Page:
The Arab Spring has challenged Western stereotypes of Middle Eastern civil societies. We’ve seen insatiable demand for democracy in a region that most analysts had written off as politically passive or hopelessly brainwashed by authoritarianism and misogyny. We’ve seen formalized instruction and training on how to engage in nonviolent protest. Tablet & Pen and Out of It , two recently released works of literature, both written before the Arab Spring, introduce Westerners to an array of fictional characters and real people who exemplify the creativity, agency, and diversity that have always been present in the Middle East but have received scant attention in Western media.
During a plenary session at last week’s third annual J Street conference, Raleb Majadele, a Palestinian Israeli member of the Knesset from the Labor party, may have broken an Israeli law. Responding to a question about whether he supports boycotts against Israeli settlements, Majadele said first that he was “against all boycotts in principle.” This prompted a round of applause from a minority of the more than 2,000 people in the audience. But a few sentences later, Majadele switched course and described settlement-only boycott in a positive light, describing it as “a pin-pointed boycott against the obstacle for peace.” A much larger portion of the audience then erupted in applause. (It remains to be seen whether Majadele will be prosecuted for this statement, as a new Israeli law makes it illegal for Israeli citizens to promote boycott against Israel or Israeli settlements.)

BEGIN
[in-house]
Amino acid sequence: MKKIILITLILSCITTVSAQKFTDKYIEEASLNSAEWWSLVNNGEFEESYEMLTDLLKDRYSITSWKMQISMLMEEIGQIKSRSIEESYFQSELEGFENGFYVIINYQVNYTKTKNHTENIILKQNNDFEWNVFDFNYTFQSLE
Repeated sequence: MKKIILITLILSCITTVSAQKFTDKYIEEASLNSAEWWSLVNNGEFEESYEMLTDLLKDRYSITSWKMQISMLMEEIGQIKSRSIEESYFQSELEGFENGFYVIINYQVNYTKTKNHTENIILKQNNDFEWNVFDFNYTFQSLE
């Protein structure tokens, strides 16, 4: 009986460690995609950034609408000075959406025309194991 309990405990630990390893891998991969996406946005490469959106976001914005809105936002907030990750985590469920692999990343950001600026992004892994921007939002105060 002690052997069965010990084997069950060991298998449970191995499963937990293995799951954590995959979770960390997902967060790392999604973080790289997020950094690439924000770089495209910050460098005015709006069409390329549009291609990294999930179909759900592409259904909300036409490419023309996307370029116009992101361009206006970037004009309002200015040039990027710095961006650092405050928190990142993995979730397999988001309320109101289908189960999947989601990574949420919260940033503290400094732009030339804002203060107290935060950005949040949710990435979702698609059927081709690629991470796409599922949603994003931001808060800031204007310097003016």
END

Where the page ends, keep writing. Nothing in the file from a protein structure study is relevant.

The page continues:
The notion of boycotting Israeli settlements was raised frequently throughout the plenary sessions and workshops of the three-day conference—and often to hearty applause. Peter Beinart, author of a recent New York Times op-ed that coined the phrase “Zionist boycott” (i.e., a pro-Israel boycott aimed at saving “democratic Israel” from its “undemocratic,” peace-destroying settlements) was a featured speaker and launched his book, The Crisis of Zionism, at the conference.
Why would the Union for Reform Judaism give a right-wing Jewish leader a prominent platform from which to make hurtful, dehumanizing, and simplistic comments about Palestinian “culture”? Does inviting such a speaker honor the Reform movement’s history of moral certitude against injustice and discrimination?